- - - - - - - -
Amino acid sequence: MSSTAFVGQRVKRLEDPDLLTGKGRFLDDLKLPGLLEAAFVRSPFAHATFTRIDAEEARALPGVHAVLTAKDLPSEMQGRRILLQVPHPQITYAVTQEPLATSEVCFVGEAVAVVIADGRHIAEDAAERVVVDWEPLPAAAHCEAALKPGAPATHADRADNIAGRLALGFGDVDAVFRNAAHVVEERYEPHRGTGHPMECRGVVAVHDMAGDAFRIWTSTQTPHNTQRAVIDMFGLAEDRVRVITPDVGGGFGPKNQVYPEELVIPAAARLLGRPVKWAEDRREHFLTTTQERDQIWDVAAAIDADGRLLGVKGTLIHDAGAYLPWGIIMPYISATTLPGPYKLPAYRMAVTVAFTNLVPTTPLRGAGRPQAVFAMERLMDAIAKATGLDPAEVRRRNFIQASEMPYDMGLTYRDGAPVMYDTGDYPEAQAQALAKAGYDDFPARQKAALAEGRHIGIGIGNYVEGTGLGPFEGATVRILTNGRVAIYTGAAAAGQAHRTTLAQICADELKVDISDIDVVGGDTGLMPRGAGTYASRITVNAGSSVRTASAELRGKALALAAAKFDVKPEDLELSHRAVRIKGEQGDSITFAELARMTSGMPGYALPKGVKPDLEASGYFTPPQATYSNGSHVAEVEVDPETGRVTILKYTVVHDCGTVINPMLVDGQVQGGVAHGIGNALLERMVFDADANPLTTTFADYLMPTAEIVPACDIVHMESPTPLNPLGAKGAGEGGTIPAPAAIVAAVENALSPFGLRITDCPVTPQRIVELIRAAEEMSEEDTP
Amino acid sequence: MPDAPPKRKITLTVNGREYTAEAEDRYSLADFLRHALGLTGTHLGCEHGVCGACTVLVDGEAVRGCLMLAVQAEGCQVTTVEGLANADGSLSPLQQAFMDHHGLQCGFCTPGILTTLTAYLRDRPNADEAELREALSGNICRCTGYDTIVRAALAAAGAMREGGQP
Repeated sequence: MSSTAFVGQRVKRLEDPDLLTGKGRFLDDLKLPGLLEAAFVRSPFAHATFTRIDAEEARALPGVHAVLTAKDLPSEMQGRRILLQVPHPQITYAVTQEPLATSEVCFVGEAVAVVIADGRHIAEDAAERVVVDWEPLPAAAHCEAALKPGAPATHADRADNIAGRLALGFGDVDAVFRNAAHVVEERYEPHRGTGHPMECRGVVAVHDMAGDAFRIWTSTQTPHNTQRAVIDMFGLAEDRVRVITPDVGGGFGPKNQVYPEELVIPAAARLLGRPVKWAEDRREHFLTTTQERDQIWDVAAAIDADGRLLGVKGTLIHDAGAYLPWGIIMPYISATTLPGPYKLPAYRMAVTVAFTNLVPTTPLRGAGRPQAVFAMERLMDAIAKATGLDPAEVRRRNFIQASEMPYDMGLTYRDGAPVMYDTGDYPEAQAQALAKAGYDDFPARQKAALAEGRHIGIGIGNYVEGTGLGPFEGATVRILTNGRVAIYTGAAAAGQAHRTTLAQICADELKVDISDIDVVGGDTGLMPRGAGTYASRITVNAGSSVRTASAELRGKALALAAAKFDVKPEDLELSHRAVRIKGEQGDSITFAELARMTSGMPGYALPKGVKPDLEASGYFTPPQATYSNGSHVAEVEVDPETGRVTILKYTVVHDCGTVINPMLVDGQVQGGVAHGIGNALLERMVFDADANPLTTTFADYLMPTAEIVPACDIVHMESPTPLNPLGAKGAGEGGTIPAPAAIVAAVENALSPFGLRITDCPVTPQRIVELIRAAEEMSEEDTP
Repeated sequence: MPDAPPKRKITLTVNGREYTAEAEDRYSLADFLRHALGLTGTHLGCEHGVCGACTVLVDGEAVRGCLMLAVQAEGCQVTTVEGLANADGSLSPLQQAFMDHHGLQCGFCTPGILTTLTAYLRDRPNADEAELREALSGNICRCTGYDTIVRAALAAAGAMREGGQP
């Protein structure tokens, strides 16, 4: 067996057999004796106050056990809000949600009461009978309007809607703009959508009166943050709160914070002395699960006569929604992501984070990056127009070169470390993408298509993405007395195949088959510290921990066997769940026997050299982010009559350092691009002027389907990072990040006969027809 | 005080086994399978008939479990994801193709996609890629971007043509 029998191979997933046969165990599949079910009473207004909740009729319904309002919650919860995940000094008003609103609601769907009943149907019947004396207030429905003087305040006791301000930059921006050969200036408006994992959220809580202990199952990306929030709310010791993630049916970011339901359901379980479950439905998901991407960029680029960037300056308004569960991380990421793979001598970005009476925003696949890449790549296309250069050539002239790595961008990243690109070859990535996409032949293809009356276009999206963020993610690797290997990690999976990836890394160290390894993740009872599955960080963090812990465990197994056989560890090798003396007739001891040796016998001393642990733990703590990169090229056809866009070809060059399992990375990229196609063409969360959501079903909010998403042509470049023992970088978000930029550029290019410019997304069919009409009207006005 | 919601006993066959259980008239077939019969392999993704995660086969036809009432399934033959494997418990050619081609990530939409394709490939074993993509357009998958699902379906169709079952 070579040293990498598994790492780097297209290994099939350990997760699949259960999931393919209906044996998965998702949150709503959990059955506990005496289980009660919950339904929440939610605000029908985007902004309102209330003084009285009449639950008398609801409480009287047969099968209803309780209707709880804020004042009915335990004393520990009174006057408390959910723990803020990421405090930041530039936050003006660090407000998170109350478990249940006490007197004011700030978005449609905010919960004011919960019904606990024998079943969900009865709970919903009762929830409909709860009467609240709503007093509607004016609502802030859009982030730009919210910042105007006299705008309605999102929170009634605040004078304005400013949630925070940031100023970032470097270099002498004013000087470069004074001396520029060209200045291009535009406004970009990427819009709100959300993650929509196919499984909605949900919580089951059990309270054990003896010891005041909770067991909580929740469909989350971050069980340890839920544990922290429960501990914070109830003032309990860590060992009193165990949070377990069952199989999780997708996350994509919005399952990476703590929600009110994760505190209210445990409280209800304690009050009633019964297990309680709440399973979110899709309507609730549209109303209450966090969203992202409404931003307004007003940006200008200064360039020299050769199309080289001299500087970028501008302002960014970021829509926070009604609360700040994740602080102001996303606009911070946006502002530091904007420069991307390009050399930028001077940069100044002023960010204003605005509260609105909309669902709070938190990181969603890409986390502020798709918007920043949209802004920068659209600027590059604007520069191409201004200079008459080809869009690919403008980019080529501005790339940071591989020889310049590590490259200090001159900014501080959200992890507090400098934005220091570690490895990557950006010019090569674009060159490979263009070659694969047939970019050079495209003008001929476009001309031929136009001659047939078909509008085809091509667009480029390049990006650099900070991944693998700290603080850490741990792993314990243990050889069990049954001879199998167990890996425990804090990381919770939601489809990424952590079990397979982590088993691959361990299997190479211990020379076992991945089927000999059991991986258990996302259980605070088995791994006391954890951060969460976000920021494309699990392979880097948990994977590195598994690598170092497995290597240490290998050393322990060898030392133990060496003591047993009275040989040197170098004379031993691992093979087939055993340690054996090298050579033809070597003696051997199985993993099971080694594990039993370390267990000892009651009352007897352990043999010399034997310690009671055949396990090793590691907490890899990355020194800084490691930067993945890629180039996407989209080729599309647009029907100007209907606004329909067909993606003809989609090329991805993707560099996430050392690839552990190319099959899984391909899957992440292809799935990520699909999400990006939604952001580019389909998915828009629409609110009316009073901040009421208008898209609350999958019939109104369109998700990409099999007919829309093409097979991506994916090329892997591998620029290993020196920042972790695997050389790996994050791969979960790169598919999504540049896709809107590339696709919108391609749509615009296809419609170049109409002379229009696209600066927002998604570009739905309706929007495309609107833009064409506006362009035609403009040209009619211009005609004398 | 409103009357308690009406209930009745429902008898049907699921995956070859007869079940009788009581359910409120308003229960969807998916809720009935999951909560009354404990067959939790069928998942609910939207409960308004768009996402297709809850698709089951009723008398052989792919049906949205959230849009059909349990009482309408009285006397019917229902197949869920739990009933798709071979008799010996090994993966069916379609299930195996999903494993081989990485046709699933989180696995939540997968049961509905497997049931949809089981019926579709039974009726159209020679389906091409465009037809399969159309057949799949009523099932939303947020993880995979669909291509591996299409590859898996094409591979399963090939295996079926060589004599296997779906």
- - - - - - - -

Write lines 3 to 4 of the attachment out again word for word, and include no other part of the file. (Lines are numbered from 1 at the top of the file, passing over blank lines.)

Repeated sequence: MSSTAFVGQRVKRLEDPDLLTGKGRFLDDLKLPGLLEAAFVRSPFAHATFTRIDAEEARALPGVHAVLTAKDLPSEMQGRRILLQVPHPQITYAVTQEPLATSEVCFVGEAVAVVIADGRHIAEDAAERVVVDWEPLPAAAHCEAALKPGAPATHADRADNIAGRLALGFGDVDAVFRNAAHVVEERYEPHRGTGHPMECRGVVAVHDMAGDAFRIWTSTQTPHNTQRAVIDMFGLAEDRVRVITPDVGGGFGPKNQVYPEELVIPAAARLLGRPVKWAEDRREHFLTTTQERDQIWDVAAAIDADGRLLGVKGTLIHDAGAYLPWGIIMPYISATTLPGPYKLPAYRMAVTVAFTNLVPTTPLRGAGRPQAVFAMERLMDAIAKATGLDPAEVRRRNFIQASEMPYDMGLTYRDGAPVMYDTGDYPEAQAQALAKAGYDDFPARQKAALAEGRHIGIGIGNYVEGTGLGPFEGATVRILTNGRVAIYTGAAAAGQAHRTTLAQICADELKVDISDIDVVGGDTGLMPRGAGTYASRITVNAGSSVRTASAELRGKALALAAAKFDVKPEDLELSHRAVRIKGEQGDSITFAELARMTSGMPGYALPKGVKPDLEASGYFTPPQATYSNGSHVAEVEVDPETGRVTILKYTVVHDCGTVINPMLVDGQVQGGVAHGIGNALLERMVFDADANPLTTTFADYLMPTAEIVPACDIVHMESPTPLNPLGAKGAGEGGTIPAPAAIVAAVENALSPFGLRITDCPVTPQRIVELIRAAEEMSEEDTP
Repeated sequence: MPDAPPKRKITLTVNGREYTAEAEDRYSLADFLRHALGLTGTHLGCEHGVCGACTVLVDGEAVRGCLMLAVQAEGCQVTTVEGLANADGSLSPLQQAFMDHHGLQCGFCTPGILTTLTAYLRDRPNADEAELREALSGNICRCTGYDTIVRAALAAAGAMREGGQP